“I am currently in a psych ward. I would be interested in finding out about alternatives to forced drugging. Many patients here have been traumatized, humiliated, and violated from forced drugging, coercive treatment, and psychiatric abuse. We would appreciate any suggestions you have on how we could address this.”
We received this plea for help over the summer from an Open Excellence subscriber, one of many we have received over the years from people caught in the web of involuntary ‘treatment’. Once adjudicated into congregate facilities or to ‘assisted outpatient treatment‘, many find it impossible to escape and are subjected to ongoing human and civil rights violations.
MindFreedom International’s more than three decades of work in public education and rights protection has centered on listening and responding to complaints from individuals who report that they are being forced into harmful treatments that are not of their choosing.
Today, hardships and closures related to COVID have challenged MindFreedom’s ability to meet the needs of the people they serve. An estimated 40% to 50% of all incoming calls and emails are from individuals who are being forced to endure psychiatric interventions that ignore their objections and personal choices. This unusually high number of requests for support and direct help have strained MindFreedom’s technology infrastructure.
A small grant from Open Excellence aimed to ease that burden and help MindFreedom staff and volunteers in their critical work.
Their mid-year report shows Open Excellence donor dollars being put to impressive use:
“COVID related social restrictions disproportionately impacted individuals living in congregate facilities. The grant from Open Excellence was a lifeline, helping MFI deal effectively with a higher than normal volume of human rights complaints, especially from those living in congregate facilities, against their will who are being forcibly drugged and/or shocked.
“Based on our best data available, we estimate that from December 31st to July 31st about half of the 3,987 email requests we responded to and 100% of the calls we returned (about 8-9, on average per week) were related to:
- Psychiatric drug withdrawal, request for information/support.
- Involuntary treatment issues or confinement in a congregate facility: help with hearings or finding an attorney.
- Request help finding an alternative treatment provider or rights-based treatment program to dispute a diagnosis, overturn court ordered treatment, or help healing from trauma or iatrogenic harm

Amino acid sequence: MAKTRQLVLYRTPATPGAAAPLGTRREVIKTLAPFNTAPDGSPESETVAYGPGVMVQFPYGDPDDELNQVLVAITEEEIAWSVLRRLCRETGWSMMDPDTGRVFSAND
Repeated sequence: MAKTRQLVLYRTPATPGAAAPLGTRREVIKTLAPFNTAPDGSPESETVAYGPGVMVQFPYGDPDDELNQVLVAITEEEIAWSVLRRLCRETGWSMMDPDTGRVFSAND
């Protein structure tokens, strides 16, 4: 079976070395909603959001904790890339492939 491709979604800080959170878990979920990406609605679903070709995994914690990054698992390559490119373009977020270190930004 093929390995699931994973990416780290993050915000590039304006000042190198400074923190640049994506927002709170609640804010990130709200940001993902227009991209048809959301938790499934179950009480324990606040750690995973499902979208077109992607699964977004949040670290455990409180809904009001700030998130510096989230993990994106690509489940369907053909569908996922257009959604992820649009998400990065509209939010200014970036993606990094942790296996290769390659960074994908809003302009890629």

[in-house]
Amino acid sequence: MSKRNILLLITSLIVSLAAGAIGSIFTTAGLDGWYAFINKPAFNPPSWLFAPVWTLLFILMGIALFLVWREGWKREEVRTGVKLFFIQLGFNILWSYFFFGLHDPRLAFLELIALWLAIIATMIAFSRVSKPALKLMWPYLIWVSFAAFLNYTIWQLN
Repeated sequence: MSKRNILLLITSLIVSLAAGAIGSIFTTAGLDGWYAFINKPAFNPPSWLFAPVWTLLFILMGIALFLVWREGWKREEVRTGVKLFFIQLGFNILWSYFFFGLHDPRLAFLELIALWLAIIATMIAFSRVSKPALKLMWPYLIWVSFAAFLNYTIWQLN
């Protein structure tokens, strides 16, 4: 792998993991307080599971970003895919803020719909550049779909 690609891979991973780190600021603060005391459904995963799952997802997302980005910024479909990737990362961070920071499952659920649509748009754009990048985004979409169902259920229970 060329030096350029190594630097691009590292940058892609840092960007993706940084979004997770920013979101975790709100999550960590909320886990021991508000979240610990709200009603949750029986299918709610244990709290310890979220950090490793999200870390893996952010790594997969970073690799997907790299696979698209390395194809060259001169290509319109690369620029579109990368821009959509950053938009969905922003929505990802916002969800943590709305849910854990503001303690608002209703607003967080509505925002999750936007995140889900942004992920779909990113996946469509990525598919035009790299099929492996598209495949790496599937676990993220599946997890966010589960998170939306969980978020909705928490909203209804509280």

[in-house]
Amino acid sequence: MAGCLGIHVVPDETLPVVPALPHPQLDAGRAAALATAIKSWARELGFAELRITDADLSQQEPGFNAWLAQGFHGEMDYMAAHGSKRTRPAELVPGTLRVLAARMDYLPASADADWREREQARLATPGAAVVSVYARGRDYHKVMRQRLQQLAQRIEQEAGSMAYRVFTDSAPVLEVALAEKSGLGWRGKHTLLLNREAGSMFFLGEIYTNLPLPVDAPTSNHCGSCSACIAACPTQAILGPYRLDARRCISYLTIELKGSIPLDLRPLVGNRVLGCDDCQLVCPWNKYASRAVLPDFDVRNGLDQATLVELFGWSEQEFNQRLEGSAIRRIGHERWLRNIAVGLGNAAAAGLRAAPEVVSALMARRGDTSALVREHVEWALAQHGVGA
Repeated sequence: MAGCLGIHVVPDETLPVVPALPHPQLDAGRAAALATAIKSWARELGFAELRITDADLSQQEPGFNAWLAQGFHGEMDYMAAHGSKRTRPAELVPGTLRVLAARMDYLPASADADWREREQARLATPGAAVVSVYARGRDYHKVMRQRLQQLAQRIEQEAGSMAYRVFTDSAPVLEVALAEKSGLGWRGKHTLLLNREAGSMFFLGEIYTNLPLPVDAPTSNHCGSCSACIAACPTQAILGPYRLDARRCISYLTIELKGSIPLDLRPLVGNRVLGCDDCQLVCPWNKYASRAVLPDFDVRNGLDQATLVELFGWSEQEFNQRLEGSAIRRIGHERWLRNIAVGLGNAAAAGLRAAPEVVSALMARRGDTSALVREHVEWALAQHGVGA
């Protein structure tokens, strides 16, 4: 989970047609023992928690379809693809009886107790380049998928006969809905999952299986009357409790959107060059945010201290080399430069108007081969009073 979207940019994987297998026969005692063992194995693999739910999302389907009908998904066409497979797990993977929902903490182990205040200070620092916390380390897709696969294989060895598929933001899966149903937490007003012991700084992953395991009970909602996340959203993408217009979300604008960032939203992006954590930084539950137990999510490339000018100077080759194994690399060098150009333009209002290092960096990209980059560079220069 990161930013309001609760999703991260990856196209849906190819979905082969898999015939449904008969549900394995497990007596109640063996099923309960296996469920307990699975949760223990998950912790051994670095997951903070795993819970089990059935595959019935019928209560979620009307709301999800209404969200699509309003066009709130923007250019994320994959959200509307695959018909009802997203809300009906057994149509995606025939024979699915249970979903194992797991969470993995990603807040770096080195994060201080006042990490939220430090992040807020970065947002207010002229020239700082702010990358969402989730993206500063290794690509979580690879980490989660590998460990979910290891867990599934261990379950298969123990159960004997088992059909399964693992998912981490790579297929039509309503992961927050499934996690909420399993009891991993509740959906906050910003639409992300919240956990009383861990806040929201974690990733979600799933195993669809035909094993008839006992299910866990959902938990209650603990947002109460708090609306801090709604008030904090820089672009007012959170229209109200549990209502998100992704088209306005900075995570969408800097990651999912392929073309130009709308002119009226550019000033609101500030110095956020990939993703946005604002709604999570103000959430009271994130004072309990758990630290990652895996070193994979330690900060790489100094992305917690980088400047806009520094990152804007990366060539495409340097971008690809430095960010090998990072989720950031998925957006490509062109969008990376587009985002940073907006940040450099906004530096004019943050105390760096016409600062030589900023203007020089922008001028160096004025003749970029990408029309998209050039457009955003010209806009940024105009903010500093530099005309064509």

- Help with advocacy or peer support delivered in a non-clinical, non-judgmental manner.
“With support from Open Excellence, during the first half of this grant period, MFI responded to approximately 140 unique requests for assistance, on average, per month, providing tailored responses, i.e. referrals, encouragement, and information, either in writing or by phone or both. Of those responses, several dozen resulted in one or more lengthy, in-person (virtual) meetings or advocacy type actions and seven resulted in public Shield alerts going out to our members. The number of Shield alerts we issued in 2021 to date is greater than the number issued in the last six years combined.
At least three of our Shield alerts to date snowballed into full-scale Shield campaigns, leveraging hundreds of volunteers who wrote letters, sent emails, and made calls advocating for Shield members whose rights were being violated in congregate facilities. All of our Shield campaigns were successful, as measured by the cessation of harmful or court ordered ‘treatment’ or the ability of an individual to move into a less restrictive setting.
“To date, MFI used the OE grant to make significant headway in making our operations more efficient in a time of challenging, increased demand. Specifically, OE funds were used to:
- Install a new open source contact relations management system
- Create and use our first segmented mailing list (Shield list)
- Train staff on use of the new system”
To learn more about MindFreedom International and find out how you can get involved, visit mindfreedom.org.